Béla Bartók’s Music for Strings, Percussion, and Celesta
Part 1 – Outline
· Béla Bartók born March 25, 1881 in Hungary; died September 26, 1945 in New York.
· Began piano lessons with his mother at the age of 5
· Extensive musical training received in Budapest
· Primarily known as a composer, conductor, and ethnomusicologist
· Adversely affected by circumstances in Nazi Germany
· Moved permanently to the U.S. in 1940
Part 2 – Essay
In the summer of 1936, Bartók composed his Music for Strings, Percussion, and Celesta for Basle Chamber Orchestra (Gillies, “Bartók”). The first remarkable characteristic of this piece is its title. Bartok chose a title that does not link the work with any pre-existing genre (as he would later do with his Concerto for Orchestra). Nor does the title link the work to any extramusical idea (as was the case with Debussy’s Prélude à l’après-midi d’un faune and Strauss’ Till Eulenspiegel). While this piece shares certain characteristics with the genre of the symphony, notably the four movements, other aspects show this work’s distance from the symphonic genre. The four movements (Andante tranquillo, Allegro, Adagio, and Allegro molto) are ordered slow, fast, slow, fast, and the opening movement is a fugue, not the more traditional sonata form. Furthermore, the work is scored for a string section divided into two groups (group 1 – violins 1 and 2, viola 1, cello 1, and bass 1; group 2 – violins 3 and 4, viola 2, cello 2, and bass 2), small side drum, cymbals, gong, bass drum, timpani, xylophone, celesta, harp, and piano. No winds or brass are included.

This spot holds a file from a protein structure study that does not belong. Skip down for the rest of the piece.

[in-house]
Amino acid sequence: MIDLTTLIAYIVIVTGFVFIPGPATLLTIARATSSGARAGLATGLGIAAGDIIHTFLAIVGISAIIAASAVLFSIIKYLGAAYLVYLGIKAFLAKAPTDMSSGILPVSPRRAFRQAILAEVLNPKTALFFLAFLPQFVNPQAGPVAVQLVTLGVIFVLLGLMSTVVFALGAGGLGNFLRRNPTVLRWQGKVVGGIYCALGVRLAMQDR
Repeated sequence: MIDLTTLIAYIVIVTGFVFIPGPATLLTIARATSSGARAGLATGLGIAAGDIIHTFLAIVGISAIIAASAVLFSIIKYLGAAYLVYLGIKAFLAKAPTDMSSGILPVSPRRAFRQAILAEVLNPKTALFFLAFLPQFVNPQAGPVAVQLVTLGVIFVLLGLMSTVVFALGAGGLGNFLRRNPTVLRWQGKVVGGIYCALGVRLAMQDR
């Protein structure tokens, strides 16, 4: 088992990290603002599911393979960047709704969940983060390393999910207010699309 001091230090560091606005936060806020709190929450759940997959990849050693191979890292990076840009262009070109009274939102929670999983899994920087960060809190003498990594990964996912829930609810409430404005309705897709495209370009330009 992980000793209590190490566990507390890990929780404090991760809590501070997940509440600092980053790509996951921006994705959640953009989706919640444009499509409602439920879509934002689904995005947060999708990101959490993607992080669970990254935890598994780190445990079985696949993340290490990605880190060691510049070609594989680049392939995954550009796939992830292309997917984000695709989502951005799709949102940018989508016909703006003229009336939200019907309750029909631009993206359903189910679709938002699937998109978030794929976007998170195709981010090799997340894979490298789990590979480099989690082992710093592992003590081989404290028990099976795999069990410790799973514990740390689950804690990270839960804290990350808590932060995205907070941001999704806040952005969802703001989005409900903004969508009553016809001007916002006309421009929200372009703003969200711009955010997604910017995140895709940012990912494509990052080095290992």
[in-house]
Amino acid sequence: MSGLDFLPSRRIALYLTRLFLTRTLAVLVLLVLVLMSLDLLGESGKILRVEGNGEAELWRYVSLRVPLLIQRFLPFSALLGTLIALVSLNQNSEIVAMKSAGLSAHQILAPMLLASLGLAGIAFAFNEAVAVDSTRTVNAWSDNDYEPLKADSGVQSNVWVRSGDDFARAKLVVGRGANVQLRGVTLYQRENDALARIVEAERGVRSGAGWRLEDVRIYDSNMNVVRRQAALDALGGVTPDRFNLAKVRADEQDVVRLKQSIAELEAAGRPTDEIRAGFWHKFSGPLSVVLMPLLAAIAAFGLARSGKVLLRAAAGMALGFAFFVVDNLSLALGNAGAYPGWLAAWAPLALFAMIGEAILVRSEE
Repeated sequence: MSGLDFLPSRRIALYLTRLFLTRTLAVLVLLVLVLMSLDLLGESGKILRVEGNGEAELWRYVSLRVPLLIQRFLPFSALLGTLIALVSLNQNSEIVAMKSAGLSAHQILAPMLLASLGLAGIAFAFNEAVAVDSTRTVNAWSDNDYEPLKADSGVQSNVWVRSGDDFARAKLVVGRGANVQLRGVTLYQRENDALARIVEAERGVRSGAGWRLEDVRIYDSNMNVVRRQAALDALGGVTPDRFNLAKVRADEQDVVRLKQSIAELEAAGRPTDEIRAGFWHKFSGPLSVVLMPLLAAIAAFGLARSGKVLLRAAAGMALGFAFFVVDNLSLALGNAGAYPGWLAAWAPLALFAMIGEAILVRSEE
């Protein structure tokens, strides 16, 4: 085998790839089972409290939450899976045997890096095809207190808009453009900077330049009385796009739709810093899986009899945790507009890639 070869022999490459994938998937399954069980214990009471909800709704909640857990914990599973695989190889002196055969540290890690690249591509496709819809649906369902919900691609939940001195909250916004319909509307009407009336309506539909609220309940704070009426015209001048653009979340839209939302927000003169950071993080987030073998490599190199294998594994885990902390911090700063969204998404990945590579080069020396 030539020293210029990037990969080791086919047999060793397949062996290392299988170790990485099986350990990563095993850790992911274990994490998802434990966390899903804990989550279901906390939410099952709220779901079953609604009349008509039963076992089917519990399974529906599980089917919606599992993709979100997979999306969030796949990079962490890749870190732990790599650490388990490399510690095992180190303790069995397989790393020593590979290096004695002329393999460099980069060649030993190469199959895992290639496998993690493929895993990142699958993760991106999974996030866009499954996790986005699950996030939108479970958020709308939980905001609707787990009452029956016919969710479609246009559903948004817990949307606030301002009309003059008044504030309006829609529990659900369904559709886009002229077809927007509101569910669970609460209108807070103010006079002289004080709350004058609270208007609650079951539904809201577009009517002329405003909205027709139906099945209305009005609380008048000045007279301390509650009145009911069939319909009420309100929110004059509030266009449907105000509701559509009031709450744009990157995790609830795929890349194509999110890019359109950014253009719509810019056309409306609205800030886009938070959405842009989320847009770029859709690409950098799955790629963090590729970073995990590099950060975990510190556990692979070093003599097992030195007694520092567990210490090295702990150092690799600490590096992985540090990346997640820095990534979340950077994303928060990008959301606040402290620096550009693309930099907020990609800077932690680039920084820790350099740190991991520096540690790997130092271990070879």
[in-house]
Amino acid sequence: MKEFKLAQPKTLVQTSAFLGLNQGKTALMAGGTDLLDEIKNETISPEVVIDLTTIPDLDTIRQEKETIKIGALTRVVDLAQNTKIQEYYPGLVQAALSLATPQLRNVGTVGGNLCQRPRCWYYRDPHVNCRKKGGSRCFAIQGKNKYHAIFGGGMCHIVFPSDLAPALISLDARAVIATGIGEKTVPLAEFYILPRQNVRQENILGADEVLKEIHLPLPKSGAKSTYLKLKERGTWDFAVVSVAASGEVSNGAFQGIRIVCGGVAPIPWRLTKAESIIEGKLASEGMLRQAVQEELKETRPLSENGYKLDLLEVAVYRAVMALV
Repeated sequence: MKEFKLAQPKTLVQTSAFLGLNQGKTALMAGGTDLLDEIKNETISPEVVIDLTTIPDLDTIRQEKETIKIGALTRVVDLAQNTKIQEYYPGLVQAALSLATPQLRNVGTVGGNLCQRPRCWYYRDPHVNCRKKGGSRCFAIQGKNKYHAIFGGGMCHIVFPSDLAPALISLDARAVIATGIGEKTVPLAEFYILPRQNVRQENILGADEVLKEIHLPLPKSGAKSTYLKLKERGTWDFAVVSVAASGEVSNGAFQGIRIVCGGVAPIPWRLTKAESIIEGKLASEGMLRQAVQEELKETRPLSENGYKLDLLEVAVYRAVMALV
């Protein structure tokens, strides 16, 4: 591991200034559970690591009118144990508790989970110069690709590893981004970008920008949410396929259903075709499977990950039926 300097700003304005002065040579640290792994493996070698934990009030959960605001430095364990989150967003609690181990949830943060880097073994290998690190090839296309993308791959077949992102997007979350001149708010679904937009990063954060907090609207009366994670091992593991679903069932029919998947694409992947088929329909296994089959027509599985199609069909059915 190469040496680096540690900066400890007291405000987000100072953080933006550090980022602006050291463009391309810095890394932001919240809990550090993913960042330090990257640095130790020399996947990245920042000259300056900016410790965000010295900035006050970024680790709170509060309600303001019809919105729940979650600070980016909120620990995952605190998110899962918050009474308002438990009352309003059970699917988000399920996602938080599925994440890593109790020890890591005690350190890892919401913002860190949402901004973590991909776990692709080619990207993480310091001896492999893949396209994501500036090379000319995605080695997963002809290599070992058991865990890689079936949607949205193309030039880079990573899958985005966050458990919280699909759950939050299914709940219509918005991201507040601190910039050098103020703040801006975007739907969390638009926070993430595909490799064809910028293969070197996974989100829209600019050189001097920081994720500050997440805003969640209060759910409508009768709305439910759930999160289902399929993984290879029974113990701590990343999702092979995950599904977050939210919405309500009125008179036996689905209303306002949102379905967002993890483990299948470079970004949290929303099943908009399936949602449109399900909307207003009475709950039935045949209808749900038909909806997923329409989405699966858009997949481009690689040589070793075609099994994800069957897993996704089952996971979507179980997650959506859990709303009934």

Instead of looking at the entire chamber work, this paper will focus specifically on the second movement so that the musical analysis can be more in-depth. Significant musical characteristics of this movement that will be discussed are form, orchestration, and rhythmic treatment.
Bartok himself declared that the second movement of Music for Strings, Percussion, and Celesta is in sonata form (Antokoletz 130 n. 24). Antokoletz gives a more detailed scheme of the form as follows (130 n. 24):
Theme 1 mm. 1-67 C
Theme 2 mm. 68-154 G
Closing theme mm. 155-185 G
Part 1 mm. 185-242
Part 2 mm. 242-310
Part 3, fugato mm. 310-371
Theme 1a mm. 372-412
Theme 2a mm. 412-479
Closing theme mm. 479-490
Coda mm. 490-520
Several features of Bartok’s use of sonata form are interesting and deserving of further attention, namely the construction of tonal centricity in theme 1, the presence of a bridge in the exposition, and the use of tonic-dominant movement to mark the end of formal sections.
The opening measures of the second movement appear as example 1. This theme is highly chromatic and by the end of m. 9, all twelve chromatic pitches have been sounded (see ex. 1).
Example 1, Music for Strings, Percussion, and Celesta, 2nd movement, mm. 1-17
The underlying harmony of the first four bars appears to be an F dominant 7 chord – the dominant 7th of Bb. However, the piano’s repeated Cs in mm. 1-5 and the strong dominant-tonic movement from G to C in the timpani and strings in mm. 7ff seem to place this theme in the key of C.